Spiro Kristo_Enver Hoxha gjate luftes ncl_1974_1

It is slight, let us make no mistake, but also distinct: here, at the tips of Hoxha’s fingers, Kristo has used the deepest black found in the image, present in only a few other places (the black arrows on the map, a few folds of Hoxha’s shirt, the shadows in his hair…). The shadow is quite necessary aesthetically, for it differentiates the flesh of Hoxha’s hand from the colors on the relief map. At the same time, it accentuates the tips of his fingers, which end the dynamic diagonal downward movement of his straightened left arm; the fingers are pressed so firmly against the map that their joints bend inversely, the index finger concavely and the knuckle of the middle and ring fingers convexly. Even the tip of his thumb, pressed to the map, casts a small but distinct dark shadow. If the hand, and its shadow, are necessary to link Hoxha’s monumental body to the map itself, this is also the case because his gaze (in some ways, similar to Shoshi’s portrait) is not focused on the surface before him, but gazes off the right side of the canvas, looking at something we cannot see. As above, Hoxha seems to pause suddenly in the midst of an action, caught up in thought, looking at nothing. Here, however, his body is anchored to the map, and it takes on a material aspect through its connection to the map, where it casts a shadow.

Spiro Kristo_Enver Hoxha gjate luftes ncl_1974_2

Spiro Kristo_Enver Hoxha gjate luftes ncl_1974_3

            Why the map? I want to argue that Kristo’s emphasis of Hoxha’s hand as a material object touching the map is not accidental. What Kristo depicts is the becoming-material of Hoxha’s body in the presence of the representation of Albania. If we place the image alongside a host of paintings in which Hoxha’s feet, planted firmly upon the soil of the fatherland, cast no shadow, the significance will become clearer. The dictator does not become material when his feet touch the earth, he becomes material out of that most simulacral of simulacra: the map of the territory that does not yet exist (the future socialist ‘utopia’ of Albania). In this case, we might say that it is the map that precedes the dictator: out of the swirling represented motion of troops on the map, out of the flat surface made to mimic dimension, Hoxha emerges as something tangible. He is not simply historicized (his role in the war made the key element of the so-called National Liberation War [WWII]); his ‘reality’ (in the haptic sense) is a function not of the nation itself (whatever that might mean), but of the sign for the territory of the nation. is existence becomes material not at the level of interaction with everyday objects so much as at the level of meta-representations of the world. Kristo’s painting, and his depiction of the dictator’s hand with its shadow, gives us a glimpse of Hoxha taking material form in the higher realm of maps, the realm of surfaces and images that precedes our own.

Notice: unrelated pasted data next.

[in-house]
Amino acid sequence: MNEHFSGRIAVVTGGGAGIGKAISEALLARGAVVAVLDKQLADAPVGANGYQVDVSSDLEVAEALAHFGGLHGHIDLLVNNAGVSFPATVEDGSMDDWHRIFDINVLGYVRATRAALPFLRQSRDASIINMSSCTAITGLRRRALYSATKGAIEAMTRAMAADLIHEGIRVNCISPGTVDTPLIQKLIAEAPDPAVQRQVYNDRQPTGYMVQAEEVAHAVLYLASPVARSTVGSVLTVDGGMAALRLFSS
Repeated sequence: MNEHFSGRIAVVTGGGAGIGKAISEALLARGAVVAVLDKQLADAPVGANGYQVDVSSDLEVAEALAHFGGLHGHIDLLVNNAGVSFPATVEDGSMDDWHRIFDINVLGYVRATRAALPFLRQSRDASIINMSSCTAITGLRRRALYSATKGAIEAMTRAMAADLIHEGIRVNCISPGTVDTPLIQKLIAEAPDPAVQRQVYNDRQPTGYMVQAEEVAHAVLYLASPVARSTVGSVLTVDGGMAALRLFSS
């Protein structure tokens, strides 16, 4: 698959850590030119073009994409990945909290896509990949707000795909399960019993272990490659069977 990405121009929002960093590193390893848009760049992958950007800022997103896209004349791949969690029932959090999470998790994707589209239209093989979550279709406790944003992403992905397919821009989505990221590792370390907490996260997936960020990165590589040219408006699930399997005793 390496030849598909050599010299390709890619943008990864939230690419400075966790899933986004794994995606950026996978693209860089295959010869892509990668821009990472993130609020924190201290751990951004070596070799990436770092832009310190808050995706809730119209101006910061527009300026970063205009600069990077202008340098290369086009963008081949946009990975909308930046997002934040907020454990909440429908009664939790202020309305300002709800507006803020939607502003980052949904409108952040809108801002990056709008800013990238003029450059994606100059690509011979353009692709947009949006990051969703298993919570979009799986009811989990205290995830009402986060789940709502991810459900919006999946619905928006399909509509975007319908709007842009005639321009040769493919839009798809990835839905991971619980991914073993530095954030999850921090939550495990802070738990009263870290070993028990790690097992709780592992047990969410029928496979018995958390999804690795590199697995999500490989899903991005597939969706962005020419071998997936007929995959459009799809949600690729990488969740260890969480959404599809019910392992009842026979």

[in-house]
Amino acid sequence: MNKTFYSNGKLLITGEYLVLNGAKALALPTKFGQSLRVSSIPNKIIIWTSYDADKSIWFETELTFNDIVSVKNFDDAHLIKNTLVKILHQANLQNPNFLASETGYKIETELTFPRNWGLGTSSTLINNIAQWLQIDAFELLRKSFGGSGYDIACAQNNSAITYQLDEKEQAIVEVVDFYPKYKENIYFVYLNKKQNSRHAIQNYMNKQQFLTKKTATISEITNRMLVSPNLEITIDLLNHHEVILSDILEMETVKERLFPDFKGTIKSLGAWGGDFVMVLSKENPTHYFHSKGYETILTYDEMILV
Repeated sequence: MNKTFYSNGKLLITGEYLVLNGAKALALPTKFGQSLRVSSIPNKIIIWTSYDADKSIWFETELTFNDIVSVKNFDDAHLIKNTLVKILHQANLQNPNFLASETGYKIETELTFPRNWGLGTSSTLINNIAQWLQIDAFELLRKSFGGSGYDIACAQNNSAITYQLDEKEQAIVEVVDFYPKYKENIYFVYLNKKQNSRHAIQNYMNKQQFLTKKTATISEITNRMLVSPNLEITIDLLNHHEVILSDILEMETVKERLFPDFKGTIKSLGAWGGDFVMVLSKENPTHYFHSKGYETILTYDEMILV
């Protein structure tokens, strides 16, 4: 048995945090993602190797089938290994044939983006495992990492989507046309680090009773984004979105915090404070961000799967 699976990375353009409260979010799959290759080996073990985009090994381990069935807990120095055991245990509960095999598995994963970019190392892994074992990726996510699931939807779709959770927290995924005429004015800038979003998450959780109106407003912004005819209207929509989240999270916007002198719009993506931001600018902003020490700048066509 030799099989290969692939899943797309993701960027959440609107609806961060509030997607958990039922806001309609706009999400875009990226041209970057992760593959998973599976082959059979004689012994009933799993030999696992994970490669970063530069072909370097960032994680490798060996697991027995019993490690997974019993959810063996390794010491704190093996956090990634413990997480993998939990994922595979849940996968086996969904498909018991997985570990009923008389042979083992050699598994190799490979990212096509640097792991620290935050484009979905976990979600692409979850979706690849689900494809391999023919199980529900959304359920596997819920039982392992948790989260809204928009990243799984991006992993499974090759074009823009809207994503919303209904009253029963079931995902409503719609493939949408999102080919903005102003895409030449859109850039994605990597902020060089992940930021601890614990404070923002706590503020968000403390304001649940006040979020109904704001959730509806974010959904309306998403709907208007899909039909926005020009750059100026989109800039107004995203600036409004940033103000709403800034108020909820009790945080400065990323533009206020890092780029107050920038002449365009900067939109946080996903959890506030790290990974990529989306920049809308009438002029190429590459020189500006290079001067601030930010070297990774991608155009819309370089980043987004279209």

Is it any wonder that amongst us, before us, at his desk about to write, he casts no shadow?

[1] For one discussion of the metaphysical significance of Hoxha’s body and the realm of appearances, see Gëzim Qëndro, Le surréalisme socialiste: L’autopsie de l’utopie (Paris: L’Harmattan, 2013).

[2] Stylistically, this is no doubt in part due to the tremendous debt owed to Impressionism, where intense light and dark give way to light as pure colors. This cannot of course fully explain the ideological significance of a world without shadows.

[3] This is also, I think, important: we see Hoxha here before his apotheosis: he is nothing superhuman, or beyond human, quite yet. Of course many images depictng Hoxha in the war years show him without a shadow. Some however, like this one and Guri Madhi’s Formimi i Shtabit të Përgjithshëm, portray parts of his body casting a shadow.

“Do të Kapërcehet e Shembet e Vjetra edhe në Art”: History of Albanian Socialist Realist Literature

This is the third in a series of posts containing PDFs of texts that may be of interest to those studying Albanian socialist realism (and 20th-century art in general, because socialist realism is some of the 20th century’s most intriguing art). Initially I had planned to write thorough descriptions and analyses of the content of the documents, but I barely have the time to scan them, much less write extensive commentaries.